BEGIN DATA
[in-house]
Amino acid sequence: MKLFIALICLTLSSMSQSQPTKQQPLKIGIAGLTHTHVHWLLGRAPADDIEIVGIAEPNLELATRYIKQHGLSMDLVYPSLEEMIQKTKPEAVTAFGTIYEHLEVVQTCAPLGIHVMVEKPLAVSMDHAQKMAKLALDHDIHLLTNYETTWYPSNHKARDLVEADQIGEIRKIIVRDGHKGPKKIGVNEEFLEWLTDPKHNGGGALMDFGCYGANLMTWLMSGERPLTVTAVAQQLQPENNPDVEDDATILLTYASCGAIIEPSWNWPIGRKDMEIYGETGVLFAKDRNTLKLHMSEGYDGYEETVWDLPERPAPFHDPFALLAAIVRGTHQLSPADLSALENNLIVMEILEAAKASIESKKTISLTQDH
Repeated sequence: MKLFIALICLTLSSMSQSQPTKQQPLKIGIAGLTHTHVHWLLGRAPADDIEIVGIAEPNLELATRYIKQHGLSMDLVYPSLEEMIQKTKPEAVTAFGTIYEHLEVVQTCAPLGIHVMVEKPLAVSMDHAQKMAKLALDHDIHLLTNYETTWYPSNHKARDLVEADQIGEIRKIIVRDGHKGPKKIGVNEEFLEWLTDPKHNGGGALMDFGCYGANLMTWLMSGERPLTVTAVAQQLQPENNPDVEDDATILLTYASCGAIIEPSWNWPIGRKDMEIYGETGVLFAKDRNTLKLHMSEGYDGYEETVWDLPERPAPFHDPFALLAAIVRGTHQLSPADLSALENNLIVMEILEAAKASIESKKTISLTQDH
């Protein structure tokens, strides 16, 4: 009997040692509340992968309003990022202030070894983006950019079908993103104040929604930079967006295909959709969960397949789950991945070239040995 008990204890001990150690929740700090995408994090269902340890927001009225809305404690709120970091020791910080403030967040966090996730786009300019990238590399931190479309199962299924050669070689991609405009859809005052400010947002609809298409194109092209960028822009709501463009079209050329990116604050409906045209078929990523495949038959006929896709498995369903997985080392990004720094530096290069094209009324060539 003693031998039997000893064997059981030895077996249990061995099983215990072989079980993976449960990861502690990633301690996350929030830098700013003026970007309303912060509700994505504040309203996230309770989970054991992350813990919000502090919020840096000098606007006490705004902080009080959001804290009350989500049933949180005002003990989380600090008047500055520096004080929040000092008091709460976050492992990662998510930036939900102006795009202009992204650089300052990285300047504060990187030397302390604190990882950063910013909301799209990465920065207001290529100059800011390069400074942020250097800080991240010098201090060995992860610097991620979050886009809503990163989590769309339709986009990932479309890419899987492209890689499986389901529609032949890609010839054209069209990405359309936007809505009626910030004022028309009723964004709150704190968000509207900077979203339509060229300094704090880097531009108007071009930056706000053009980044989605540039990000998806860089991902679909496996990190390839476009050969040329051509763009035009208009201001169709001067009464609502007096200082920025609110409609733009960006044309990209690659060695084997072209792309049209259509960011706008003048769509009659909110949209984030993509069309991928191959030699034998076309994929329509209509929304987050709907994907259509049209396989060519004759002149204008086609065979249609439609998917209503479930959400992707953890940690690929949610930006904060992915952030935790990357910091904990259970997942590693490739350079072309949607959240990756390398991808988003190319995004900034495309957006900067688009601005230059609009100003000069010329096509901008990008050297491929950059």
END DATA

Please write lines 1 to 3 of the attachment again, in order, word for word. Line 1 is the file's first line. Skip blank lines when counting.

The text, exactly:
[in-house]
Amino acid sequence: MKLFIALICLTLSSMSQSQPTKQQPLKIGIAGLTHTHVHWLLGRAPADDIEIVGIAEPNLELATRYIKQHGLSMDLVYPSLEEMIQKTKPEAVTAFGTIYEHLEVVQTCAPLGIHVMVEKPLAVSMDHAQKMAKLALDHDIHLLTNYETTWYPSNHKARDLVEADQIGEIRKIIVRDGHKGPKKIGVNEEFLEWLTDPKHNGGGALMDFGCYGANLMTWLMSGERPLTVTAVAQQLQPENNPDVEDDATILLTYASCGAIIEPSWNWPIGRKDMEIYGETGVLFAKDRNTLKLHMSEGYDGYEETVWDLPERPAPFHDPFALLAAIVRGTHQLSPADLSALENNLIVMEILEAAKASIESKKTISLTQDH
Repeated sequence: MKLFIALICLTLSSMSQSQPTKQQPLKIGIAGLTHTHVHWLLGRAPADDIEIVGIAEPNLELATRYIKQHGLSMDLVYPSLEEMIQKTKPEAVTAFGTIYEHLEVVQTCAPLGIHVMVEKPLAVSMDHAQKMAKLALDHDIHLLTNYETTWYPSNHKARDLVEADQIGEIRKIIVRDGHKGPKKIGVNEEFLEWLTDPKHNGGGALMDFGCYGANLMTWLMSGERPLTVTAVAQQLQPENNPDVEDDATILLTYASCGAIIEPSWNWPIGRKDMEIYGETGVLFAKDRNTLKLHMSEGYDGYEETVWDLPERPAPFHDPFALLAAIVRGTHQLSPADLSALENNLIVMEILEAAKASIESKKTISLTQDH